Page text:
Healthy Home Series: Tips for Traditional Builders to Go Healthy

Healthy Home Series: Tips for Traditional Builders to Go Healthy

Modular builders are known for constructing homes with a tight building envelope in an efficient timeframe, but we look into how modular stands up to traditional homes when it comes to building healthy.

TecHome Builder spoke with modular builder, Karoleena, to get its “hot takes” on this issue. Kurt Goodjohn of Karoleena says modular building is done entirely in factory, which impacts job efficiency and can significantly improve the healthiness of the home.

“With modular, everything is done in a controlled environment. None of the inside of the home ever touches the outside elements, which has a huge impact on the healthy living in that home,” says Goodjohn. 

Building off-site has pushed the modular builder into two major areas of success that other builders can learn from: a significantly reduced construction schedule and the ability to market healthier homes.

RELATED: Healthy Living Community Gets Surprising Response

Building in factory helps save time and improve IAQ.
Building in factory helps save time and improve IAQ.

Modularly Building Your Way to a Healthier Home

It’s important to first go over the inconsistencies in traditional homebuilding. “The majority of homes are built on-site, out in the rain or snow. And if you are building a home in the elements, the rain is just going to soak through the wood,” says Goodjohn.

That water that enters the home’s frame during construction can lead to mold and health issues in the future. Mold and water damage can significantly effect a home’s indoor air quality (IAQ), according to GreenGuard’s 2016 health report. Even low levels of mold and volatile organic compounds (VOCs) can cause headaches, allergic reactions and asthma.

RELATED: Marketing Healthy Home Comfort Control with the CERV

By building in an environmentally-controlled factory, modular builders are able to ensure that the home’s envelope is tight and water damage is avoided. But building in-factory is just one factor that impacts the home’s overall healthiness.

The use of tech also makes a significant difference, and for traditional builders, efficient tech can help you bridge the gap between regular homebuilding and modular in terms of efficiency. 

For example, when a home’s envelope is extremely tight, the use of efficient HVAC tech becomes a necessity. Without it, the home’s air would become stale and full of VOCs. Modular builders rely on efficient and powerful mechanical ventilation systems to maintain the home’s IAQ.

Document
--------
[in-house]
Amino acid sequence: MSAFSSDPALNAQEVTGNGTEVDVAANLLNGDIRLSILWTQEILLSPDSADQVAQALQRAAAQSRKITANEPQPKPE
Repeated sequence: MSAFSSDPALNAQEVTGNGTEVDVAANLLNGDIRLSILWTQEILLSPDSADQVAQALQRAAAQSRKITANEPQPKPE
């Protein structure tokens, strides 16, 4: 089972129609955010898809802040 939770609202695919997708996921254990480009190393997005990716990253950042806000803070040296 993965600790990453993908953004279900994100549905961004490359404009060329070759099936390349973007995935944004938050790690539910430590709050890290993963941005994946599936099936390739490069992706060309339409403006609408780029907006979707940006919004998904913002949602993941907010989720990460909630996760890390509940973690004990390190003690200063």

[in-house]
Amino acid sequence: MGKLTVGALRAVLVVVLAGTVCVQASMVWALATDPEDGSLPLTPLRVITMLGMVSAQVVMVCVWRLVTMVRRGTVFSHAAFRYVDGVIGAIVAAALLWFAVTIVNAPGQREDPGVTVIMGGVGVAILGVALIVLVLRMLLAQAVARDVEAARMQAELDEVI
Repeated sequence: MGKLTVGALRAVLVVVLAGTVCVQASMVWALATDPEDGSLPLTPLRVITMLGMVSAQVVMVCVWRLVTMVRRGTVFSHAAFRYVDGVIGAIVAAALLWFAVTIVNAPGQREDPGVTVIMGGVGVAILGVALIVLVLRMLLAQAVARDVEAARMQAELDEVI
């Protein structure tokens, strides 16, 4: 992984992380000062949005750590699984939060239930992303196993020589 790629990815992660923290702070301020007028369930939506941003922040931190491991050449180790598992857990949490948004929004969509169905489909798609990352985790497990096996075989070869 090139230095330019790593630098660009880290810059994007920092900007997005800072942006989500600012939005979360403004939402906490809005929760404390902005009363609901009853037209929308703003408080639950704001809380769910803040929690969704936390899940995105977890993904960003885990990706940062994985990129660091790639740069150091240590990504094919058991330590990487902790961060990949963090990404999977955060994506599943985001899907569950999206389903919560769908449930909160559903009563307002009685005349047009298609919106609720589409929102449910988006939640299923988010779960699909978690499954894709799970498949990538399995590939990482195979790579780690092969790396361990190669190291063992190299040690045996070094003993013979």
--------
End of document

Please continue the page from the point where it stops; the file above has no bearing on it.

Karoleena, in particular, uses HRVs and high-velocity air handlers to keep the air fresh. The typical homebuilder is relying on a forced-air system with baseboard heating, which results in low air quality and a dry, stale environment,” says Goodjohn. With the high-velocity system, there is no exposed flame, which improves IAQ and reduces VOCs in the air.

A traditional homebuilder can mimic a modular builder’s use of tech by including efficient HVAC equipment as standard. Including healthy home accessories such as a HEPA filter or Radon detector can help you market an efficient, healthy HVAC system. 

And when selling healthier homes, adding efficiencies can help builders strengthen their bottom line and appeal to energy-conscious homebuyers.

Traditional builders can mimic modular techniques to improve the home's health.
Traditional builders can mimic modular techniques to improve the home’s health.

Lessons for Traditional Builders

Karoleena advises builders looking to build healthy homes to take a different look at the industry.

“I think that the biggest challenge in residential construction is that everyone is trying to drive down to the bottom price. But if you really want to create healthy homes from an energy perspective, it costs more money,” says Goodjohn.

Basically, Goodjohn is telling you that building healthy is bound to lead to higher-than-average constructions costs. But he also asks you to keep in mind that people interested in these types of homes are willing to pay extra.

“I think that the consumer is going to drive the need for homebuilders to think about the healthy home,” says Goodjohn.

RELATED: Prize Home Organization is Example of Industry Shift

Be sure to check out Part 2 of our Healthy Home Builder Series, coming out June 9th, which will focus on how architects can help builders build a healthier home.

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About The Author

Michael Black is a staff writer and content coordinator at TecHome Builder. He has a particular interest in new solar developments and smart energy systems and is always looking for the next smart home trend to cover. As the youngest member of the TecHome team, Michael brings a passion that keeps the team energized. He also is instrumental in leading our social media efforts.

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